In previous editions of Inspired we have looked at retirement plans and whether individuals can actually afford to live on State Pension alone. An individual with the full entitlement to State Pension would currently receive £159.55 a week, which gives an annual income of just under £8,300. Although this may not provide sufficient income alone, it is still income that we should do our best to guarantee. However, changes to National Insurance for the self-employed from April next year means that more planning may be needed to ensure you meet the requirement to receive the full State Pension.
In order to qualify for a full State Pension entitlement, an individual requires 35 qualifying years of National Insurance contributions (NIC) or NIC credits. For an employee, this is reasonably easily achieved as a qualifying year is gained provided the individual earns a minimum of £113 per week based on current thresholds. The self-employed are subject to different criteria and pay class 2 NIC of £148.20 (2017/18) per year in order to obtain a qualifying year. An individual can also obtain a qualifying year by receiving a credit because they are in receipt of certain state benefits or if they make a voluntary contribution of class 3 NIC at £741 per year.
From April 2018, class 2 NIC will no longer exist, and therefore will no longer be the means of obtaining a qualifying year for the self-employed. Instead, class 4 NIC will determine whether an individual obtains a State Pension credit for a financial year and will also be used to determine entitlement to other state benefits, even though currently it has no impact on any benefits.
This change will mean that those with low taxable profits or losses will not qualify for a pension credit for a year, potentially reducing the amount of state pension an individual will receive in the future. The minimum taxable profit required for obtaining a credit based on the 2017/18 thresholds is £6,025, although an individual would not actually pay any class 4 NIC until taxable profits exceeded £8,164, at which point they would be subject to a 9% charge on profits exceeding this.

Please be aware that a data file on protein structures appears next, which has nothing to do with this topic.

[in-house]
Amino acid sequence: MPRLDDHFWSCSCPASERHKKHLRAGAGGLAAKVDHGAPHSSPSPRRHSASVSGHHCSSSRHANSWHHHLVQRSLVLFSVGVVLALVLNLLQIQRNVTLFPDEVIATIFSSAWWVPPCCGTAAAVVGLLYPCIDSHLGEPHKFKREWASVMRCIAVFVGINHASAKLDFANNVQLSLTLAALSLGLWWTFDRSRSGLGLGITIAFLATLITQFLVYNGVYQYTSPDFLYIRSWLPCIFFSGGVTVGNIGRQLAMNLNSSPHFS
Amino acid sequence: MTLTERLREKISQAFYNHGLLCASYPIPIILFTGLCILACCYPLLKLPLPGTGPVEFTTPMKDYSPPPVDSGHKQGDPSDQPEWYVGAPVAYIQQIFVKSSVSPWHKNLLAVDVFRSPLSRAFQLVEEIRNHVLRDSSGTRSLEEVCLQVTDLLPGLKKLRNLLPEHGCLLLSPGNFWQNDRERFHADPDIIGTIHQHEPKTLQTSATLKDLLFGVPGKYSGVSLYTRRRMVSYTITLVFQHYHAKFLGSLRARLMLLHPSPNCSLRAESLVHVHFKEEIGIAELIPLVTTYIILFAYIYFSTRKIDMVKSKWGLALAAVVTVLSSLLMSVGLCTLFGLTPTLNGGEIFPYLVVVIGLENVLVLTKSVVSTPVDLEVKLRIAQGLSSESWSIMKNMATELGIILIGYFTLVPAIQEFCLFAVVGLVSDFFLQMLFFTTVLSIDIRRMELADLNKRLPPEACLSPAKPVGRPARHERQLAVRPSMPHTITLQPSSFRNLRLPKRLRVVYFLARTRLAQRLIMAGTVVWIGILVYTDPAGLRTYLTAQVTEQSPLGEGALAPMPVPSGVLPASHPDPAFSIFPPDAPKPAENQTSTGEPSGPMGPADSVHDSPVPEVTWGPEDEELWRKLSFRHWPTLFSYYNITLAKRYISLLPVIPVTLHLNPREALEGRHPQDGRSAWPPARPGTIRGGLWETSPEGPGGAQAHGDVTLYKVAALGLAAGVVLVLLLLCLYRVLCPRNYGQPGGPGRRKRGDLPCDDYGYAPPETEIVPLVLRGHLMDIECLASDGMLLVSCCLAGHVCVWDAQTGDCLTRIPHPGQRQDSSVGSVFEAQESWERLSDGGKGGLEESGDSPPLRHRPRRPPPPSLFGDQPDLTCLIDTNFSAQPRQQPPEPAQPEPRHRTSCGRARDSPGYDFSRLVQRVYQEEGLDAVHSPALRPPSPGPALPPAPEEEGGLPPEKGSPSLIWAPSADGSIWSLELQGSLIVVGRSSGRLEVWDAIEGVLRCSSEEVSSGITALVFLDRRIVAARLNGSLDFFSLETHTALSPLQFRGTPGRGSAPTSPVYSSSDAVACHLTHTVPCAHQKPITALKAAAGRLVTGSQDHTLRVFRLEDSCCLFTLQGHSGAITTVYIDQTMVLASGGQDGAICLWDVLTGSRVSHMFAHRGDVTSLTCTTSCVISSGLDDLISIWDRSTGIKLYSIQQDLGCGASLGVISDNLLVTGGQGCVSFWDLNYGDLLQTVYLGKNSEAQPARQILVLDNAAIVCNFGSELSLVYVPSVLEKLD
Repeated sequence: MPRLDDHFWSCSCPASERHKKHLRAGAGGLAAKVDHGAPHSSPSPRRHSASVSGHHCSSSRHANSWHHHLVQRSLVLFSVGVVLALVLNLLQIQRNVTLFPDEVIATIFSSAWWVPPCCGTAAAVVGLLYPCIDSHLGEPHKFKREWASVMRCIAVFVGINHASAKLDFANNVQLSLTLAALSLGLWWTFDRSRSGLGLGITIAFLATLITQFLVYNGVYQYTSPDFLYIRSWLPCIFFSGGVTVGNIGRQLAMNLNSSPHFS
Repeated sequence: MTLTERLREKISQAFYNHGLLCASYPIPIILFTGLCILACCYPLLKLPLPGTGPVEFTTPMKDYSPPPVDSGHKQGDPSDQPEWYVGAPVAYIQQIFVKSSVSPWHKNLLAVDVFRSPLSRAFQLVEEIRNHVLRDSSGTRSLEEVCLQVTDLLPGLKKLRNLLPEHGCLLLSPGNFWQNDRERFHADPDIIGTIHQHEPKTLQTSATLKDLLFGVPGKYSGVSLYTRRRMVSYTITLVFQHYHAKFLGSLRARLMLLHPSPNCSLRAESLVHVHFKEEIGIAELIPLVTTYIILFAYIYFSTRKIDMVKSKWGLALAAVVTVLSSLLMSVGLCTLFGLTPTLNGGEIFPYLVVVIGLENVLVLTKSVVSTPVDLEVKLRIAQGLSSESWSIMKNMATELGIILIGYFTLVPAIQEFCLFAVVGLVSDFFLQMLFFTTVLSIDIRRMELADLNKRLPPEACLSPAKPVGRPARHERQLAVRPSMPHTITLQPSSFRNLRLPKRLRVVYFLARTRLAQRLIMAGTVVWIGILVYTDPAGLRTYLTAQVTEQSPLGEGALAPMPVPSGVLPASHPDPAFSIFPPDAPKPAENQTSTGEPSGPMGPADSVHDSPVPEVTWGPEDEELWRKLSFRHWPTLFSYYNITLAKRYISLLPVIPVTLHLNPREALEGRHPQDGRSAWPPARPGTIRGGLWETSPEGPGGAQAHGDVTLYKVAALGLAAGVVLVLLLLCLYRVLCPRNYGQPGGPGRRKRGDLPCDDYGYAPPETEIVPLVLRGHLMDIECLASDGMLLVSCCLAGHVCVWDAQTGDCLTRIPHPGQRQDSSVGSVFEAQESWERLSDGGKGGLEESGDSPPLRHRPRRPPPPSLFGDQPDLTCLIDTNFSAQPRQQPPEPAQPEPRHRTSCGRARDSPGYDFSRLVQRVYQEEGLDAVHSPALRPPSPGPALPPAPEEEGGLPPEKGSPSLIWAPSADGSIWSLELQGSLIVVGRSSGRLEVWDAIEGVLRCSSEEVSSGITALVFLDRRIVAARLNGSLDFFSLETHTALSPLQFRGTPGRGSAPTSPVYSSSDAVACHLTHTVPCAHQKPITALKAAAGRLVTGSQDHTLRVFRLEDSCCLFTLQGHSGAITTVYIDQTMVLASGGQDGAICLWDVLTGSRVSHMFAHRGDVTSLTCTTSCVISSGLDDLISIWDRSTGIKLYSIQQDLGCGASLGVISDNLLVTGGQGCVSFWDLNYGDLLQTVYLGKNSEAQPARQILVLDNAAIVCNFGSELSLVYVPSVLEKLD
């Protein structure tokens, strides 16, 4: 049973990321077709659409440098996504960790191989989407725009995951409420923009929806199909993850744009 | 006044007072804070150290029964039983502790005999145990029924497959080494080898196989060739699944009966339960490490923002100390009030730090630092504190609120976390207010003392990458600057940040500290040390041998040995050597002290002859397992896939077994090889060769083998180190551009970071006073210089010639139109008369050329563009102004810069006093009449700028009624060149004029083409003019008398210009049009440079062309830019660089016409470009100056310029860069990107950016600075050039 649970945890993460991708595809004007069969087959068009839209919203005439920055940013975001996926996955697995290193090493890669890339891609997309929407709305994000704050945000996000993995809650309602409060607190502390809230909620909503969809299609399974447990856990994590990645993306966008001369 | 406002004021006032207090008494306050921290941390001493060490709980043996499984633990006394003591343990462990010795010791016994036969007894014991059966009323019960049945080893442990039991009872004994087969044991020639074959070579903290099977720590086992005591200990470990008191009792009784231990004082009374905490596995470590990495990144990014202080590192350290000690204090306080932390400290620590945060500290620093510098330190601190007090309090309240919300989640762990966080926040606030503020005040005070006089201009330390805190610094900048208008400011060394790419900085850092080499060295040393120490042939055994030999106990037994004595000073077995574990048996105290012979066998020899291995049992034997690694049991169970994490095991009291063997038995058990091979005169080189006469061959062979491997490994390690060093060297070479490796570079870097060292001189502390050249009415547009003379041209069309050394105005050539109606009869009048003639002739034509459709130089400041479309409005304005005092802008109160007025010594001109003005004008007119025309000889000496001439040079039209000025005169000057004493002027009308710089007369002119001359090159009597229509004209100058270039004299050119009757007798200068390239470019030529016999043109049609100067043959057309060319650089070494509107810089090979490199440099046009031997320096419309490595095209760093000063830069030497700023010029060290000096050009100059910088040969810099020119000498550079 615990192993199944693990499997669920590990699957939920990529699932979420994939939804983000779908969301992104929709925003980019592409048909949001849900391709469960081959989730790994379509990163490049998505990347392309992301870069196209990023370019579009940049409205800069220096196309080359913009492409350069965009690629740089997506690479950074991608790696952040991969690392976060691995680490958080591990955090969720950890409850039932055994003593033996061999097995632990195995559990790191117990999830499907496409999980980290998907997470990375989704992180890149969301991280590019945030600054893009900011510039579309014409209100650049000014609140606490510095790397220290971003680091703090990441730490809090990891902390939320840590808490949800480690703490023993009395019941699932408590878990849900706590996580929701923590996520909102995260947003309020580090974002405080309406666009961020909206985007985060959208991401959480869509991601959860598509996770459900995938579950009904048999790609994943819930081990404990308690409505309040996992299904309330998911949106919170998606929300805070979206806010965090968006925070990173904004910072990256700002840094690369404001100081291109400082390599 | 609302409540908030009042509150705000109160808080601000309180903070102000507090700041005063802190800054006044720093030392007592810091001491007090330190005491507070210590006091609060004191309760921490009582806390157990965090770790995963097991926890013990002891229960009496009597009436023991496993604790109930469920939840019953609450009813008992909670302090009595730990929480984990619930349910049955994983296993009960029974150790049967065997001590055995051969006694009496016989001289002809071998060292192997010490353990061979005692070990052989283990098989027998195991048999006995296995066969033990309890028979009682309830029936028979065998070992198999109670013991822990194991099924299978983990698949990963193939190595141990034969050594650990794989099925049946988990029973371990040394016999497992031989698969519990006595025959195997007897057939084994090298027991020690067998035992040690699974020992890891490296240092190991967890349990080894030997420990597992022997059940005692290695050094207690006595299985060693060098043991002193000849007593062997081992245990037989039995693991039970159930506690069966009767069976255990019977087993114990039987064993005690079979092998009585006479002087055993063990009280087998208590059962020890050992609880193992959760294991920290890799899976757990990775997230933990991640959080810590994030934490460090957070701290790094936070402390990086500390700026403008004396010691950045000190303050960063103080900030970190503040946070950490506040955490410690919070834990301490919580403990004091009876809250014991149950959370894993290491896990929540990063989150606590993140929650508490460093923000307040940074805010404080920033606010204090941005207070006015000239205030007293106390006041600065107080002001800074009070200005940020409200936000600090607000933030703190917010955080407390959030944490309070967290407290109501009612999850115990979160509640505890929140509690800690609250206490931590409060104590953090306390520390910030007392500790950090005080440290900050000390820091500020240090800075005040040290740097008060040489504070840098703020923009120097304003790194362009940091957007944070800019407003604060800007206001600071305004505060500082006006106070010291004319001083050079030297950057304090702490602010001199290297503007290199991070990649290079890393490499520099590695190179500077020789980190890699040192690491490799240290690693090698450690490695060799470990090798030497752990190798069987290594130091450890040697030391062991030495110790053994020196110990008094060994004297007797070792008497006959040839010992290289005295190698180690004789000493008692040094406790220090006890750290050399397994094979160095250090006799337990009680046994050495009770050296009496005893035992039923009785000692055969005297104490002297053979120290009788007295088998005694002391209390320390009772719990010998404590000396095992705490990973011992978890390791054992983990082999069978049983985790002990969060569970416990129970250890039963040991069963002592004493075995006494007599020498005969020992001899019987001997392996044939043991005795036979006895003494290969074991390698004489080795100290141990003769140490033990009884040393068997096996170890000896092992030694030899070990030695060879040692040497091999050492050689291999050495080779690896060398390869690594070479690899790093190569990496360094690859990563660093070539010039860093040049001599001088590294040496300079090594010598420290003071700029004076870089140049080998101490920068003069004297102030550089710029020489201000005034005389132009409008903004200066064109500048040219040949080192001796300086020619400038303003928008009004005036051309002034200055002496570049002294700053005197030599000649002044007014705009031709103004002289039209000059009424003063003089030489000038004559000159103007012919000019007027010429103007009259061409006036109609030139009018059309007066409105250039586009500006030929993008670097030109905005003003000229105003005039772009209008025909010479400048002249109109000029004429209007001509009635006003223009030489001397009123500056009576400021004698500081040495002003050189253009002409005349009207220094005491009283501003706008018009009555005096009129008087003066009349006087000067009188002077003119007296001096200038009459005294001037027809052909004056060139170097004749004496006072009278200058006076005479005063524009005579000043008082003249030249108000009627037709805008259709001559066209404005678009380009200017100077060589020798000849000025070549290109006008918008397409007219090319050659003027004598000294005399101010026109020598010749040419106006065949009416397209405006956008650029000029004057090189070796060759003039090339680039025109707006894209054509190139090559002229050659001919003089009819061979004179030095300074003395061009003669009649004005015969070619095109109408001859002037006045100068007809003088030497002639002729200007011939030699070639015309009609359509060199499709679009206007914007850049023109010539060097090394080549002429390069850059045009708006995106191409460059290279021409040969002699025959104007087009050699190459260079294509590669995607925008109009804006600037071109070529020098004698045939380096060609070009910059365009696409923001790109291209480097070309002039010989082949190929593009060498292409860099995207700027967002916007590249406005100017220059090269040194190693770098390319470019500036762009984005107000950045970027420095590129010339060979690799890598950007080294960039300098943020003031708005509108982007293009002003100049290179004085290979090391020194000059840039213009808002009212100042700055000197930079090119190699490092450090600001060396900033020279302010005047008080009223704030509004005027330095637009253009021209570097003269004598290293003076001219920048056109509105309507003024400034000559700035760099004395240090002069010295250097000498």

If your income is below this threshold it is therefore worth considering if you should in fact make the voluntary class 3 contributions. If the low profits are a one off in a working life of around 50 years it is not likely to be an issue as you should still meet the 35 year requirement, but if you aren’t sure of your NIC history or have had a difficult few years of trading through the recession the voluntary contributions should be contemplated. It is also worth noting that it is taxable profits that determine the credit, so high capital allowances due to the Annual Investment Allowance could also mean that you wouldn’t qualify. The upfront cost of class3 NIC may seem a lot now, but it would quickly be recovered once you receive a full State Pension entitlement.
We have previously covered how to obtain a State Pension forecast, and this article can be found here. It is highly recommended that you obtain a forecast if you haven’t done so already so that you can assess your personal circumstance and take any necessary action now to ensure a full entitlement to State Pension in the future, especially with the upcoming changes for the self-employed.
With changes to National Insurance for the self-employed coming in April next year, find out how our award winning tax team can help you or your business.FIND OUT MORE
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